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Legal Memorandum: Stay of Proceedings – Issue Referable to Arbitration

Issue: When a party wishes to enforce arbitration and to do so must request a stay of a pending court case, what burden must they overcome under 9 U.S.C. 3?

Area of Law: Alternative Dispute Resolution, Litigation & Procedure
Keywords: Matter referable to arbitration; Stay of the proceedings; Burden to show
Jurisdiction: Federal
Cited Cases: 514 U.S. 938; 151 F.3d 132; 540 U.S. 1160
Cited Statutes: 9 U.S.C. § 3
Date: 03/01/2006

It is well established that the party seeking a stay pursuant to 9 U.S.C. § 3 bears the burden to show the matter is properly referable to arbitration.  Am. Fin. Capital Corp. v. Princeton, No. CIV. A. 4568 (E.D. Pa. Mar. 20, 1996); see Nederlands Erts-Tankersmaatschappij v. Isbrandtsen Co., 339 F.2d 440, 442 (2d Cir. 1964) (defendants who sought stay had burden of establishing such stay is warranted); Miletic v. Holm & Wonsild, 294 F. Supp. 772, 774 (S.D.N.Y. 1968) (“The burden is on the party seeking a stay to satisfy the court that a matter is referable to arbitration.”).  The U.S. Supreme Court long ago made clear that a stay of the proceedings is only appropriate in “rare circumstances.”  Landis v. N. Am. Co., 299 U.S. 248, 255 (1936).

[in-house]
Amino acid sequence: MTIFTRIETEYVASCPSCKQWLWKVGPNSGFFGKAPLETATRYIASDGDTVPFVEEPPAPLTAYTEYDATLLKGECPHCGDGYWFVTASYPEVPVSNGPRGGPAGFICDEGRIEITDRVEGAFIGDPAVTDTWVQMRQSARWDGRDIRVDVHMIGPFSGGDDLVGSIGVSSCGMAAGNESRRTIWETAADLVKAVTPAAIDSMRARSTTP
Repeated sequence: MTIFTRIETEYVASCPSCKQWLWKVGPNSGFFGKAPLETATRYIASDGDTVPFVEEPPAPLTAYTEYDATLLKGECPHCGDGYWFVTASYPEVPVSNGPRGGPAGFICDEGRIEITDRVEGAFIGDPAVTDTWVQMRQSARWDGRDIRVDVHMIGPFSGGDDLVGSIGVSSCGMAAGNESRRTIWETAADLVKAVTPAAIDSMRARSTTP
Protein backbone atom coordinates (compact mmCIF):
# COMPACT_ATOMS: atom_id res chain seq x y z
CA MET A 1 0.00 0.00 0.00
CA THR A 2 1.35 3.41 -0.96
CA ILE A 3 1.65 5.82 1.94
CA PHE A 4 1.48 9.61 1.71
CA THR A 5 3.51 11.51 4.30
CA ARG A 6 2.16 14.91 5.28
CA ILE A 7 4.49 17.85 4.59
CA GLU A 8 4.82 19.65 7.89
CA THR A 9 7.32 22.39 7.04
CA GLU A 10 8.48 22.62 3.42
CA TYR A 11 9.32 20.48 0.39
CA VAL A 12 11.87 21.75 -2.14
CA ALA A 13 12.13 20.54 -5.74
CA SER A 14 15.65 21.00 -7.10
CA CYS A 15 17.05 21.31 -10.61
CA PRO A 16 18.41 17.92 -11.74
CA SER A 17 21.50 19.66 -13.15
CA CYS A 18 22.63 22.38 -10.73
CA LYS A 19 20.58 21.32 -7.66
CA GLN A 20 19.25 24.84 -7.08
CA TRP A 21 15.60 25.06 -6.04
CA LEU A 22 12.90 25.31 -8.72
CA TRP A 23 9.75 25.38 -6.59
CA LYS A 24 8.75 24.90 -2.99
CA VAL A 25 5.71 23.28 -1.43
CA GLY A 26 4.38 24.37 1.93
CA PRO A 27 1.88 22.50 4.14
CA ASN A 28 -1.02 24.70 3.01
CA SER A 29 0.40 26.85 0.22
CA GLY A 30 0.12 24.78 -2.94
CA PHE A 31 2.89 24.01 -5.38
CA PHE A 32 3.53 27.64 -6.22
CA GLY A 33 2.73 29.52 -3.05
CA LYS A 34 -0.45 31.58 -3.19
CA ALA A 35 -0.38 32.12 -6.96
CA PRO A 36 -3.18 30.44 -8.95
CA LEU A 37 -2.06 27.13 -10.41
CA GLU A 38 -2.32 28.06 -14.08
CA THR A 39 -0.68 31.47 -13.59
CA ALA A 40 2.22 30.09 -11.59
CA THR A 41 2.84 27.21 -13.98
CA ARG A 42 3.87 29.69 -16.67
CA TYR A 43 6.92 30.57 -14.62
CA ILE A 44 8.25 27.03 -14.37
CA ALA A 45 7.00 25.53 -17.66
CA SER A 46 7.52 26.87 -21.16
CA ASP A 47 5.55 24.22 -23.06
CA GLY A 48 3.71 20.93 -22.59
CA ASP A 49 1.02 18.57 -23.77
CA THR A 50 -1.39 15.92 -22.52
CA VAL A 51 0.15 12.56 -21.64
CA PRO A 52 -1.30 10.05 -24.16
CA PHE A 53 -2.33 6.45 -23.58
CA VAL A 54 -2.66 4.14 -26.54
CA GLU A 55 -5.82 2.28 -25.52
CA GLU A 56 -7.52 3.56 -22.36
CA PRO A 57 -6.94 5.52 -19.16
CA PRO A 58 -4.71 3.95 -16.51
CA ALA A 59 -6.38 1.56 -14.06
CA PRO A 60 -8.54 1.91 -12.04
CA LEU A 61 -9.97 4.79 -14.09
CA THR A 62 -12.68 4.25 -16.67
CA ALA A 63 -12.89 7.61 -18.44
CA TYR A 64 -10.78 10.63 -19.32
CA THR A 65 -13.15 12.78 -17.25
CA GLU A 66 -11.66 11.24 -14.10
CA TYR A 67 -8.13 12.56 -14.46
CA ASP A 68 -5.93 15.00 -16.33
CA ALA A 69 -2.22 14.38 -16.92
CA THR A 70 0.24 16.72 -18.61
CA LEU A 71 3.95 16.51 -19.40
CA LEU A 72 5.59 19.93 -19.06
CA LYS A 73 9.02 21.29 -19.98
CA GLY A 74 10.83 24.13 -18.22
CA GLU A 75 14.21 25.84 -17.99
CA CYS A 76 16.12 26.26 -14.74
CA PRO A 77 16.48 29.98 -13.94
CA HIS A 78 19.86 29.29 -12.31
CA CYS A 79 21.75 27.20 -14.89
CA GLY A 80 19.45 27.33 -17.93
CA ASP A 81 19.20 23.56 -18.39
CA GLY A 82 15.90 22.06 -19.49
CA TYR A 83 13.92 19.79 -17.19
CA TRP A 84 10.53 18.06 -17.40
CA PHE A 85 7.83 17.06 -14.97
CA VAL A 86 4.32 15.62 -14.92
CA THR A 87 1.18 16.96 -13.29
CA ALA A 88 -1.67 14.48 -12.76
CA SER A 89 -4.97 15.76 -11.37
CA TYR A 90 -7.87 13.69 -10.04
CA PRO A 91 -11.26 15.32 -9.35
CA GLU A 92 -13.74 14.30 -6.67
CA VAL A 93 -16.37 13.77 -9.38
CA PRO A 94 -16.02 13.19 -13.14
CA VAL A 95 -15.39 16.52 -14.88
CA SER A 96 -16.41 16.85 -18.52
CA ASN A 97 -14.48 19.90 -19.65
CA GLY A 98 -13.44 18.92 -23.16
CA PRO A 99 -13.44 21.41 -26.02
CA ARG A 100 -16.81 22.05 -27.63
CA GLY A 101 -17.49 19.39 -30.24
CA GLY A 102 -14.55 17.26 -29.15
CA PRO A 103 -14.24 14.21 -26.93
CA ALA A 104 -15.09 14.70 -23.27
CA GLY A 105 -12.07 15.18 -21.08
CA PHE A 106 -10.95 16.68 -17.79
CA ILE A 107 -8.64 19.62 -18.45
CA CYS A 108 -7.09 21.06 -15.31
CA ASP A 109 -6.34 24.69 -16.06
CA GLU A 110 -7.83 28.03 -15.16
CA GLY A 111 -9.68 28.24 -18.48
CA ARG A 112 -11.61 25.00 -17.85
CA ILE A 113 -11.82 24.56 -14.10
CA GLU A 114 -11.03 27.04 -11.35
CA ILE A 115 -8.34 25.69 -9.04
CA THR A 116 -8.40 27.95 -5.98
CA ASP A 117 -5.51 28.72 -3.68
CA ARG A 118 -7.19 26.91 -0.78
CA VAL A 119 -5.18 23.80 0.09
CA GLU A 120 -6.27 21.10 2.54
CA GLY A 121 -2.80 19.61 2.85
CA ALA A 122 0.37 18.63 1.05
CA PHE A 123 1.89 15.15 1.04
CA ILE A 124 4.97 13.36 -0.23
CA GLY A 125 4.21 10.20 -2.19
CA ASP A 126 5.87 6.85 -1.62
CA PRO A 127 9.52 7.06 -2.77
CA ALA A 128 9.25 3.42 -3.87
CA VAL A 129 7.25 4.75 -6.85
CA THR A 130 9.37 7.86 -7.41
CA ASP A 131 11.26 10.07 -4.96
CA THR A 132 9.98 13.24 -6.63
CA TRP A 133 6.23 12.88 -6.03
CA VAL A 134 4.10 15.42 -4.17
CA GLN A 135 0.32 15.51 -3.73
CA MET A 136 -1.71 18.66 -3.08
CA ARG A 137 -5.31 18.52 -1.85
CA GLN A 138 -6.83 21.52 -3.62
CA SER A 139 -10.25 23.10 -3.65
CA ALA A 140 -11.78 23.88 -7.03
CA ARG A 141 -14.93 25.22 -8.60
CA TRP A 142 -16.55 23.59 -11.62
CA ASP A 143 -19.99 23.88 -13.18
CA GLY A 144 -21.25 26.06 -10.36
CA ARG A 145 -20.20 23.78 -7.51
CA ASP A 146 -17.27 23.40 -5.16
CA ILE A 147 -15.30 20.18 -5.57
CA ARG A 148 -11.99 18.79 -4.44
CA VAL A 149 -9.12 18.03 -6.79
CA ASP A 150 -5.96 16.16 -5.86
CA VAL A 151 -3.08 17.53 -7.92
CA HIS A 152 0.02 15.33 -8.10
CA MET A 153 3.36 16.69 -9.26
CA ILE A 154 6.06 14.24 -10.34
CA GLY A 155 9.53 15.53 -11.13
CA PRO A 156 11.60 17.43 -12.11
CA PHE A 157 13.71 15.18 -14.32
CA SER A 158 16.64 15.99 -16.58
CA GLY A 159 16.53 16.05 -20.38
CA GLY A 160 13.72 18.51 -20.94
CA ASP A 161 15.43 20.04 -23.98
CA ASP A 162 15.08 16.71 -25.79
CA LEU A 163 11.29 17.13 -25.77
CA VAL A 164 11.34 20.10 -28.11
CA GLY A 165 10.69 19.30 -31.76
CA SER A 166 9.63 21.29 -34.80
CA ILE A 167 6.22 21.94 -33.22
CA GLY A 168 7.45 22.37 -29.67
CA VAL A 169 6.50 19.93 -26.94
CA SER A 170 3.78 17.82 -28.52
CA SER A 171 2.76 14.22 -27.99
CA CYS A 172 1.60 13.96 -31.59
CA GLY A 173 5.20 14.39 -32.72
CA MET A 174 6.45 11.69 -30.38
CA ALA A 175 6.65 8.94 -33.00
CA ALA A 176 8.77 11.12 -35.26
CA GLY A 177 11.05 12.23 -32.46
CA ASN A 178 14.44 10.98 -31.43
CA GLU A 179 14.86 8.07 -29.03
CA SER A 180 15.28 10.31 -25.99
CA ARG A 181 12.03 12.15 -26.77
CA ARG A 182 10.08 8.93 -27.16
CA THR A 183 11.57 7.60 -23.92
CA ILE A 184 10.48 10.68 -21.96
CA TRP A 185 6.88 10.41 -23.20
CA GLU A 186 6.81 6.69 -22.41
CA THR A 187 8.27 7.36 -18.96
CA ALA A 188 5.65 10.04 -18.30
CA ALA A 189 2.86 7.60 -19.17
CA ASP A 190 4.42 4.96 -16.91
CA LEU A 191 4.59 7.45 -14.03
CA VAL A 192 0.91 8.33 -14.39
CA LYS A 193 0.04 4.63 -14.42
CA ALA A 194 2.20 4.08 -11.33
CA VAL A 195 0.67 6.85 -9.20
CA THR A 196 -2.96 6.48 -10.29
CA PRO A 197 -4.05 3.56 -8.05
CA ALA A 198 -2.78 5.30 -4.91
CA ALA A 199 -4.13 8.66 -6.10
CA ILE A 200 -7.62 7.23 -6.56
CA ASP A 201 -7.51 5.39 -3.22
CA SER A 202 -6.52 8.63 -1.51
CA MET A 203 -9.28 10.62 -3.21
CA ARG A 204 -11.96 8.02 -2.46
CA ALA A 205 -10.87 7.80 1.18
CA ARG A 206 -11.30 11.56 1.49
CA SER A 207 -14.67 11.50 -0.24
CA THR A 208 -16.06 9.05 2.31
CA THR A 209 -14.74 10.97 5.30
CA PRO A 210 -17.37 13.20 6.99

Thus, to rule on a stay, the court must first decide whether the moving party has established that a particular matter is referable to arbitration.  To make the determination, the court must conduct a two-question inquiry into the “gateway issues”: “(1) Did the parties seeking or resisting arbitration enter into a valid arbitration agreement? (2) Does the dispute between those parties fall within the language of the arbitration agreement?”  John Hancock Mut. Life Ins. Co. v. Olick, 151 F.3d 132, 137 (3d Cir. 1998).  Unless the evidence answers both questions in the affirmative, the matter is not referable to arbitration and the stay cannot be granted.

In considering these gateway questions, “ordinary state-law principles […]

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